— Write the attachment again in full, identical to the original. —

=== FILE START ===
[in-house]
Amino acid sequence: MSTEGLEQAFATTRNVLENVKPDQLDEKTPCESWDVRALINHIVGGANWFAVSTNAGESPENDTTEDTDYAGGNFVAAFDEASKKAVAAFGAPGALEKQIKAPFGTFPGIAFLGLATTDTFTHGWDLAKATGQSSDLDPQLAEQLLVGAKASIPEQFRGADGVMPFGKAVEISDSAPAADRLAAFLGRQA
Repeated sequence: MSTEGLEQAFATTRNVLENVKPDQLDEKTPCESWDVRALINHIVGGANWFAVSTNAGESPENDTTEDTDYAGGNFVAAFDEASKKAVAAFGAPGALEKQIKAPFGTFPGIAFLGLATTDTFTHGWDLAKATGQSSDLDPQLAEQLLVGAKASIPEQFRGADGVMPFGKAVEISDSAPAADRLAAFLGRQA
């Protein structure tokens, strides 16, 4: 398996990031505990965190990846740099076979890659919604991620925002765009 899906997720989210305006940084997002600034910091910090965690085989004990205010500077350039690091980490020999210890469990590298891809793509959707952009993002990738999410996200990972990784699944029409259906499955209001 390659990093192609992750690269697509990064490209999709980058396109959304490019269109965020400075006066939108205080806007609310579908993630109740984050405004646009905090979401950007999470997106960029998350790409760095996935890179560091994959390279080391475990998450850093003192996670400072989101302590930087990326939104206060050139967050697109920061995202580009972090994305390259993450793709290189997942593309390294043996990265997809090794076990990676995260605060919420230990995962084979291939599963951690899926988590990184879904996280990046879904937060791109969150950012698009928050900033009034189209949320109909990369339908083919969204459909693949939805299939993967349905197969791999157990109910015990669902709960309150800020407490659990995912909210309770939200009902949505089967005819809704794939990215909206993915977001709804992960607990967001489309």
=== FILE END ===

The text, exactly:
[in-house]
Amino acid sequence: MSTEGLEQAFATTRNVLENVKPDQLDEKTPCESWDVRALINHIVGGANWFAVSTNAGESPENDTTEDTDYAGGNFVAAFDEASKKAVAAFGAPGALEKQIKAPFGTFPGIAFLGLATTDTFTHGWDLAKATGQSSDLDPQLAEQLLVGAKASIPEQFRGADGVMPFGKAVEISDSAPAADRLAAFLGRQA
Repeated sequence: MSTEGLEQAFATTRNVLENVKPDQLDEKTPCESWDVRALINHIVGGANWFAVSTNAGESPENDTTEDTDYAGGNFVAAFDEASKKAVAAFGAPGALEKQIKAPFGTFPGIAFLGLATTDTFTHGWDLAKATGQSSDLDPQLAEQLLVGAKASIPEQFRGADGVMPFGKAVEISDSAPAADRLAAFLGRQA
């Protein structure tokens, strides 16, 4: 398996990031505990965190990846740099076979890659919604991620925002765009 899906997720989210305006940084997002600034910091910090965690085989004990205010500077350039690091980490020999210890469990590298891809793509959707952009993002990738999410996200990972990784699944029409259906499955209001 390659990093192609992750690269697509990064490209999709980058396109959304490019269109965020400075006066939108205080806007609310579908993630109740984050405004646009905090979401950007999470997106960029998350790409760095996935890179560091994959390279080391475990998450850093003192996670400072989101302590930087990326939104206060050139967050697109920061995202580009972090994305390259993450793709290189997942593309390294043996990265997809090794076990990676995260605060919420230990995962084979291939599963951690899926988590990184879904996280990046879904937060791109969150950012698009928050900033009034189209949320109909990369339908083919969204459909693949939805299939993967349905197969791999157990109910015990669902709960309150800020407490659990995912909210309770939200009902949505089967005819809704794939990215909206993915977001709804992960607990967001489309």